Alley Kat Cask At The Next Act

Wow it has been a long while since I’ve had a proper cask ale. There is no better beer than a fresh beer and fresh it was on Tuesday night off Whyte Ave at The Next Act Pub in Edmonton. I was super excited to try this cask specifically because it was the new dragon series release from Alley Kat and I have been really enjoying them thus far. The cask was ‘Maroon Dragon’ which is a delightful DIPA on Centennial hops. It was a packed house and everyone was excited to try the cask.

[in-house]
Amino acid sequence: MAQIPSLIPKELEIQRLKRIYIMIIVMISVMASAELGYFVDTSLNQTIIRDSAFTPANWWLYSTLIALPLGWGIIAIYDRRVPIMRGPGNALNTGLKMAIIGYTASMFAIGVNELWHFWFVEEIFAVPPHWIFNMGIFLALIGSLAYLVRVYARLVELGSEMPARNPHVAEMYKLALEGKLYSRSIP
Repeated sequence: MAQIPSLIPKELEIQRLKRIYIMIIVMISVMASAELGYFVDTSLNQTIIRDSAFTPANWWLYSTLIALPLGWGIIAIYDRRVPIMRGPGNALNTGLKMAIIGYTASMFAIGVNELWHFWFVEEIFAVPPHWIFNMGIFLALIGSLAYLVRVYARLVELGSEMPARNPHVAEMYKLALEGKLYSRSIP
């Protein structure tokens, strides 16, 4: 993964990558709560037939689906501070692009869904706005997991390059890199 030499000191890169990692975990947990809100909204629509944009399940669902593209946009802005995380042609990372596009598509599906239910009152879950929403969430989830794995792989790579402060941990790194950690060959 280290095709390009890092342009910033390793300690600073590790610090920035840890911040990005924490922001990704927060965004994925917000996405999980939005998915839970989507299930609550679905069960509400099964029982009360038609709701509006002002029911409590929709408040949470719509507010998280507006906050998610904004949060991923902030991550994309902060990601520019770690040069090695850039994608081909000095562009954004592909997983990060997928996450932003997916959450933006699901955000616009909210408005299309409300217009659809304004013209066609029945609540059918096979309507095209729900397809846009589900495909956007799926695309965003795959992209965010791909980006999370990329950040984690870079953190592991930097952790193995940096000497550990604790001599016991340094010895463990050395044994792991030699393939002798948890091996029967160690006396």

On a bed of hops with hops through hops all hopped up!POP!Overflow! After a short intro from Alley Kat’s rep, which included a hilarious description of how many hops were added to the cask, manager Mike popped the tap in. There was a waiting list and while we waited my friend and I enjoyed a pint of Red Racer IPA. Halfway through our first pint our cask ales arrived.Cask ALE!! Look at this gloriously orange, glowing pint, how could it not be delicious. Now let me take a moment to explain what exactly cask ale is and what makes it so special. Cask ale, or real ale, is fresh beer that has been poured from its primary fermenter into its secondary to finish its fermenting in the container that it will also be dispensed from. Normal beer would, at this point, be force carbonated into cans, bottles or kegs. Cask ale does not have added carbonation only the naturally occurring carbon dioxide from the primary yeast finishing the left over sugar from the primary fermenter. Cask ale also isn’t as cold as typical beer as it needs to be a little warmer(12-15°C) to allow the last bit of fermentation to occur. Cask ale is a living, changing thing and the first pint that is pulled from a cask is slightly different than the final pint as oxygen is allowed to enter the cask and the flavour starts to change from that point onward. Unlike with a pressurized keg where the beer is protected from oxygen with a blanket of CO2 and the first pint tastes the same as the last. Also with cask ale the brewery can make smaller batches of beer and infuse it with different herbs, in this case more hops, and if the experiment goes wrong no harm is done to the rest of the beer. Cask ale has been a favorite lately among North American Craft Breweries and I support this trend as cask ale is as fresh as beer can get and fresh beer tastes the best, that’s the whole point. Some complain that cask ale is flat and warm and in comparison to the overly chilled and overly bubbly North American adjunct lagers it is. But I implore you, the beer drinker, to look past these differences and taste what real beer tastes like because it’s wonderful and in the case of this Alley Kat cask truly brilliant. This particular Maroon Dragon cask had very lovely malt base, a little sweet and a little crispy, just right. The brilliance with this particular cask was the subtle way the hops crept up on you. The first three sips or so were well balanced and almost more like a pale ale hop wise but eventually a very delightful bitterness began to grow on the sides of my tongue. The centennial hops used in this brew really began to shine, piney with a little citrus and very bright, no earthyness or floral aroma from this one, magnificent. My hat is off to you Alley Kat and many thanks for doing cask ale events here’s to many more. I am also really looking forward to tasting the difference when I finally get my hand on a bottle of Maroon Dragon which I believe should be out this week. Cheers from the WCBL!

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